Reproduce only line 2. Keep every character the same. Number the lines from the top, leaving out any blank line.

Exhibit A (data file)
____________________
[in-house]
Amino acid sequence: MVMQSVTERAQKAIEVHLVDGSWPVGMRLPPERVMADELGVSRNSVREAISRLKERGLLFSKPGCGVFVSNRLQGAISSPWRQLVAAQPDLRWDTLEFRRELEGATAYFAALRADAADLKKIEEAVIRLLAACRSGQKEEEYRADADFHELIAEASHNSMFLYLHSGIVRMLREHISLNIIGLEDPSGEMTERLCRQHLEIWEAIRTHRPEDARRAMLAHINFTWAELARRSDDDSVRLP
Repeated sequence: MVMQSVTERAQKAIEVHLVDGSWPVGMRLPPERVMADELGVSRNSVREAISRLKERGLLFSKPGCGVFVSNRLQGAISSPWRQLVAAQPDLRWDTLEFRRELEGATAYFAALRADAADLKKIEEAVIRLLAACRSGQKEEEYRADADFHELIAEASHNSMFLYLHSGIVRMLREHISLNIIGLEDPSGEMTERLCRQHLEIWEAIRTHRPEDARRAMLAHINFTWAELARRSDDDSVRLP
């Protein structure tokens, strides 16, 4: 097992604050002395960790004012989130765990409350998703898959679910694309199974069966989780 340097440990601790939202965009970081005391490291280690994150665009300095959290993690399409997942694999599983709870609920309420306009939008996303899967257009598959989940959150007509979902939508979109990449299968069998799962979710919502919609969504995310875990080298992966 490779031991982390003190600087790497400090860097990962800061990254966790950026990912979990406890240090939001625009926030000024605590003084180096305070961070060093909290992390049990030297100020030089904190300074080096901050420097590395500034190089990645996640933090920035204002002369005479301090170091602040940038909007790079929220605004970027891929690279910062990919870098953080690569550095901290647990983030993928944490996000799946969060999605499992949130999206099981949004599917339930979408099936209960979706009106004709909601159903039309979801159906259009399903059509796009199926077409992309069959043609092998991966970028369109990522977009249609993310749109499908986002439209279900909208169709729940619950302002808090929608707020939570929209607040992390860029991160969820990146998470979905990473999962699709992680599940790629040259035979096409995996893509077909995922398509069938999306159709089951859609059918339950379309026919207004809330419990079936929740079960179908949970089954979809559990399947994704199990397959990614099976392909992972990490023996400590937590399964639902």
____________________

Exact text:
Amino acid sequence: MVMQSVTERAQKAIEVHLVDGSWPVGMRLPPERVMADELGVSRNSVREAISRLKERGLLFSKPGCGVFVSNRLQGAISSPWRQLVAAQPDLRWDTLEFRRELEGATAYFAALRADAADLKKIEEAVIRLLAACRSGQKEEEYRADADFHELIAEASHNSMFLYLHSGIVRMLREHISLNIIGLEDPSGEMTERLCRQHLEIWEAIRTHRPEDARRAMLAHINFTWAELARRSDDDSVRLP